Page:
“Quiet and order” are the “foundation of learning” at UNO charter schools in Chicago, reports Education Week. Educated in a safe, disciplined, school community, UNO’s students — mostly low-income and Latino — outperform the average for Chicago public school students.
For many students in the city that used to “know how,” school is a chaotic and dangerous place — and getting home is even worse. Last year, 34 Chicago students died violently, usually off campus, and 290 were wounded in shootings.
The latest victim, 16-year-old Derrion Albert, is different for two reasons: He was an honor student who stumbled into a brawl between two warring factions at Fenger “Academy” High School. More important, the brutal assault was videotaped by a classmate’s cellphone and shown on the Internet.
In response to the furor, U.S. Attorney General Eric Holder and Education Secretary Arne Duncan, who was CEO of Chicago Public Schools, pledged federal support to fight youth violence. So far, that amounts to $25 million for crime prevention nationwide.
Chicago Mayor Richard Daley pledged more police protection for students on the perilous way home and GED programs for dropouts.
Fenger will get $500,000. As they talked in a downtown hotel, another fight broke out outside Fenger, despite a police presence.
Even before Albert’s murder, Chicago Public Schools CEO Ron Huberman announced a $30 million a year violence prevention plan that targets students who fit a profile that predicts who is most likely to be a victim of violence. (They’re also likely to be perpetrators, but that’s not the PC spin.) Black males from troubled families who are in special education or alternative schools are likely to be involved in violence, the data show. These students are behind in credits, skip school more than 40 percent of the time, and commit one serious school violation per year.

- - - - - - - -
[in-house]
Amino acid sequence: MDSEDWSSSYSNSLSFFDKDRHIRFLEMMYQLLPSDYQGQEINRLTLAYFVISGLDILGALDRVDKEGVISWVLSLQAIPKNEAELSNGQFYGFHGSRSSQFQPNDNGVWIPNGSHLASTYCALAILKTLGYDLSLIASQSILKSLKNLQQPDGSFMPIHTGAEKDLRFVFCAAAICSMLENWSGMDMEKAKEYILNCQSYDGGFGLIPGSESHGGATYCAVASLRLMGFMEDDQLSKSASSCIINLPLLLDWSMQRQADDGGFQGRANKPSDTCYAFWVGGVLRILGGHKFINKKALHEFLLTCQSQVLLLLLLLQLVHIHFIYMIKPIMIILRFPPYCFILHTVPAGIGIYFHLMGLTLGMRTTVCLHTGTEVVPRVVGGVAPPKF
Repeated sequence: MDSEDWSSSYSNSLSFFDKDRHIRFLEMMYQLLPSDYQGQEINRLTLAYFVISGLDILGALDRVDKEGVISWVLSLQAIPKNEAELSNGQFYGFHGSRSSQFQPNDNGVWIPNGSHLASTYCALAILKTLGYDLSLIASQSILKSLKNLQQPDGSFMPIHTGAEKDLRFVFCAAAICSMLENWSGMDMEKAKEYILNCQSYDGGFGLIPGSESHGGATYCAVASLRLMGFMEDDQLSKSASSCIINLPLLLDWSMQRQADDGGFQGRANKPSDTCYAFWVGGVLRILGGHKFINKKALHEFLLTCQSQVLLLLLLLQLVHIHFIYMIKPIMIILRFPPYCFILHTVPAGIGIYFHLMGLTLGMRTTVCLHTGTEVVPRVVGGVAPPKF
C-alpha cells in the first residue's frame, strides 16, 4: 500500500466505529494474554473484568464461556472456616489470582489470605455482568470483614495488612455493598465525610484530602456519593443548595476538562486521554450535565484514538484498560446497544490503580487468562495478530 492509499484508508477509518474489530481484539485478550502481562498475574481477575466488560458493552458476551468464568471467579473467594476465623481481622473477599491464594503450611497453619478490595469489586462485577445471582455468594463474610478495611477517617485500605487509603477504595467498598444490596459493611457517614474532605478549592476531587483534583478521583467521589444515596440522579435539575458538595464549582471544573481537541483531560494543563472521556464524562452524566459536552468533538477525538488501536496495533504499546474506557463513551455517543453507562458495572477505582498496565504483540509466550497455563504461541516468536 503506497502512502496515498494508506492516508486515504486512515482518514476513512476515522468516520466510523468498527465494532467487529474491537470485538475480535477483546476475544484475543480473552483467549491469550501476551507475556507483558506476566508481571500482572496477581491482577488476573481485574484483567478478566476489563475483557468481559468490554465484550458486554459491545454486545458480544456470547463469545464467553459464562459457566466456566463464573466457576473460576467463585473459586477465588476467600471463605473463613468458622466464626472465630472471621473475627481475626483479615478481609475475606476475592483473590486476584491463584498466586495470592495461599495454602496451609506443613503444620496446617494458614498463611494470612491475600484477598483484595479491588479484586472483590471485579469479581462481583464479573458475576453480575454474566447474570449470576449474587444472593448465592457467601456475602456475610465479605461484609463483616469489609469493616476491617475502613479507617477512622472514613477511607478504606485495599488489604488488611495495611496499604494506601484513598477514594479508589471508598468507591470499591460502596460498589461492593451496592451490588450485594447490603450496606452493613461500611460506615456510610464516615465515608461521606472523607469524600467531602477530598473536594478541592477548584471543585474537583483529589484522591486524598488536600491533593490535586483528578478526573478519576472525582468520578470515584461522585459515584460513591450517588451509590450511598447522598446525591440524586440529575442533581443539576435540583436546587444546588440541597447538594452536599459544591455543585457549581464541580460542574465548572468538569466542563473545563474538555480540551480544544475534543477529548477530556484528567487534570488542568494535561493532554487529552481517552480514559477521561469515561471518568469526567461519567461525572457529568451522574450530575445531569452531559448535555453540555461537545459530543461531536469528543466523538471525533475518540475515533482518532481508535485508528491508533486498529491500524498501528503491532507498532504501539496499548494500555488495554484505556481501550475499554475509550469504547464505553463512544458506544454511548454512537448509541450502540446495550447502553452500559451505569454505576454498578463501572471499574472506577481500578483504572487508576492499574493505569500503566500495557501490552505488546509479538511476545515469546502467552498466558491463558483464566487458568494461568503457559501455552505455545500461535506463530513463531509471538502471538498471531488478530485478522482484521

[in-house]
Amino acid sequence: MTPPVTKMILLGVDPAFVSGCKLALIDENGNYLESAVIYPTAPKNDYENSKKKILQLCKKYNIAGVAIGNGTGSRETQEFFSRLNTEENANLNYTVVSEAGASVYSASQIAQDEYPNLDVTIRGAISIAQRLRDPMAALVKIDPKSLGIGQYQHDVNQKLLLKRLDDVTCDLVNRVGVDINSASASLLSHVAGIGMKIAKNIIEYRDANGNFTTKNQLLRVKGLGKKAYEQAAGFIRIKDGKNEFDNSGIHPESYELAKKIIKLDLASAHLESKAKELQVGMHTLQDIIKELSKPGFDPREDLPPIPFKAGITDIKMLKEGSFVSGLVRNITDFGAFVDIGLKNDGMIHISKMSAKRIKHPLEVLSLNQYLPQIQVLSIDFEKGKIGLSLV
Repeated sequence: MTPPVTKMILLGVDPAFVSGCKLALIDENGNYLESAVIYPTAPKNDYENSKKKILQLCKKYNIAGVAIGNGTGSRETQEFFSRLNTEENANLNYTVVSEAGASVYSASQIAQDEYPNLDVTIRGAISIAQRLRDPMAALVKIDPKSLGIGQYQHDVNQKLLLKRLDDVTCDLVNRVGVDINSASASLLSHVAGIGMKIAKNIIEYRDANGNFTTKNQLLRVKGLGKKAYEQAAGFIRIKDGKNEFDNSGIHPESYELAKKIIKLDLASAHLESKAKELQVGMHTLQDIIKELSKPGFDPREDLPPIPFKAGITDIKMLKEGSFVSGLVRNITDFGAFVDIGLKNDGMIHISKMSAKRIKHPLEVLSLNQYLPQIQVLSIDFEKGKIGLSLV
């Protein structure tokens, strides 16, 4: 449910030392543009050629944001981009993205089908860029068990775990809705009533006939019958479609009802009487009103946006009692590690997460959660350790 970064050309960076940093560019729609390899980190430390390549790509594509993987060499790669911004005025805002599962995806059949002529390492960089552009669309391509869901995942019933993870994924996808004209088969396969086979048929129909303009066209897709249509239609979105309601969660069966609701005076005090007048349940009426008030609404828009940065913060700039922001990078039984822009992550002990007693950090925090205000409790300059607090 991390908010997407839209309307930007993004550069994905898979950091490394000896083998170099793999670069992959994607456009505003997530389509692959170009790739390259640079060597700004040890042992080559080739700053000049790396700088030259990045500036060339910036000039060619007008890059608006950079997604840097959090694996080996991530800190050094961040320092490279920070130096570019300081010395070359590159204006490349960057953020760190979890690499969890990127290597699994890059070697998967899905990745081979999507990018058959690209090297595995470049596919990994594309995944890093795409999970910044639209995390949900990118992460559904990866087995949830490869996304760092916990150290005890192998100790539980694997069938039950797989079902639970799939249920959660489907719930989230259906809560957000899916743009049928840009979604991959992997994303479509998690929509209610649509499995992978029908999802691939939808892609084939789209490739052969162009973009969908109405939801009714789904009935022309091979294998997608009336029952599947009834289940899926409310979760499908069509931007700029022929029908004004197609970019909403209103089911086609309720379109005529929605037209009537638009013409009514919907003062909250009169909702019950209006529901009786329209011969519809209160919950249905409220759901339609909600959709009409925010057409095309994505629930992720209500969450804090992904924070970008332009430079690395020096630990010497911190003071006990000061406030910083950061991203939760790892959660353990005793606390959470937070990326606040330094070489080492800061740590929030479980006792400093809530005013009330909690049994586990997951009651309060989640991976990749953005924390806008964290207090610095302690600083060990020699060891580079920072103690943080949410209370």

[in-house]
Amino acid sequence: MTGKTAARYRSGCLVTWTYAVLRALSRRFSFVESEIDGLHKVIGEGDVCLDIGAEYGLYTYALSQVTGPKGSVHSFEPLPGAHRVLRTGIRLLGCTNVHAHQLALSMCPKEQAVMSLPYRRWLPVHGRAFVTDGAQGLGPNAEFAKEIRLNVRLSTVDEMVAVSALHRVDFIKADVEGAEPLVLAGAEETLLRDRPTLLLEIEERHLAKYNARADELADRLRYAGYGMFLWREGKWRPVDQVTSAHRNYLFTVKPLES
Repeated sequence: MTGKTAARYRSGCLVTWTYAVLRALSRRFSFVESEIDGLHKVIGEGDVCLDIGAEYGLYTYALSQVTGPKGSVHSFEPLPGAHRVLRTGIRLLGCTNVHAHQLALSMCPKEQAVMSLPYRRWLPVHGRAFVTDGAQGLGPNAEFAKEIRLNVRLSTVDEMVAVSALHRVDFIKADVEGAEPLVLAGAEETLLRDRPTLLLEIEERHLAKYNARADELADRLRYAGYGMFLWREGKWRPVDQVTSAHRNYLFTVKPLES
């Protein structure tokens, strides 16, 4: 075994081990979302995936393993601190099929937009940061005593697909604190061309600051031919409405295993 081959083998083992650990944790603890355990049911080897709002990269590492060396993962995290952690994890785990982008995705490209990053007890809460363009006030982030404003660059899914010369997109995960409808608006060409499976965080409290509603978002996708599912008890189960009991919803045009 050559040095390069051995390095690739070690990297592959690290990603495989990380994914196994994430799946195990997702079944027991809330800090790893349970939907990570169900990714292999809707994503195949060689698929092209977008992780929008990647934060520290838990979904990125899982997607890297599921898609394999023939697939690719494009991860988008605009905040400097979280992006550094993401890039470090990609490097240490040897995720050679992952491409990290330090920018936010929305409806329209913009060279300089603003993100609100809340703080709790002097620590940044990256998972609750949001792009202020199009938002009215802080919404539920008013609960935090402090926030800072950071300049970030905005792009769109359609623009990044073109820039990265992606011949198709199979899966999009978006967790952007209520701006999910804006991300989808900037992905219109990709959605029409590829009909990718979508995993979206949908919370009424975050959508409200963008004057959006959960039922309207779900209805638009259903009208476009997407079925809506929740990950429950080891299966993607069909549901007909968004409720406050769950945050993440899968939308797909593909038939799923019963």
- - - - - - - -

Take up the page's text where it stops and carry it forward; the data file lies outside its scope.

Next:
The 1,200 who best fit the profile will be offered paid jobs to keep them busy and matched with “advocates” and social workers.
There will no jobs for students like Derrion Albert, who show up, do the work, and follow the rules. They don’t fit the profile.
If violence-prone kids can be helped by social workers and counselors, that help should start in kindergarten and first grade. Teachers know who the troubled kids are, but they don’t have time to give them the attention they need. The kind of intensive support Huberman envisions for 15-year-olds might make a difference for five-year-olds.
Of course, most troublemakers aren’t deeply troubled. They go to disorderly schools where name-calling, fighting, and disrespect for authority is tolerated. Without strong parents teaching them better at home, these kids go with the flow.
There are many “no excuses” schools — private, charter, and district-run public schools — where low-income minority students do well. Not one tolerates disorder or disrespect. Led by strong principals, these schools show students how to behave, and rules are enforced. Children feel safe. Teachers can devote classroom time to instruction. Fewer students fall behind and act up to avoid the frustration of not being able to read or solve a math problem. These schools don’t need metal detectors or specially trained security guards to create a “culture of calm,” as Huberman calls it.
It’s not fair to compare regular public schools with charter schools or private schools, many teachers say. Schools of choice can get rid of disruptive students. Neighborhood schools have to deal with unruly, unwilling, and troubled students — and their dysfunctional parents.
In a speech to the City Club, Chicago Teachers Union President Marilyn Stewart said that chronically disruptive students should be taken out of regular classrooms and put in a separate school until they learn how to behave.
Stewart was talking about nonviolent but perpetually misbehaving kids who make it impossible for teachers to teach and for motivated students to learn. Teachers send these students to the office and they “boomerang” back, Stewart said.
If teachers had the authority to enforce classroom rules, exiling the most defiant students, the vast majority of go-with-the-flow kids would follow the rules. It would be the new normal.
A small number of children would need to go elsewhere to learn self-control. If some never learned, at least they wouldn’t destroy the learning opportunities of others or drive teachers out of the profession.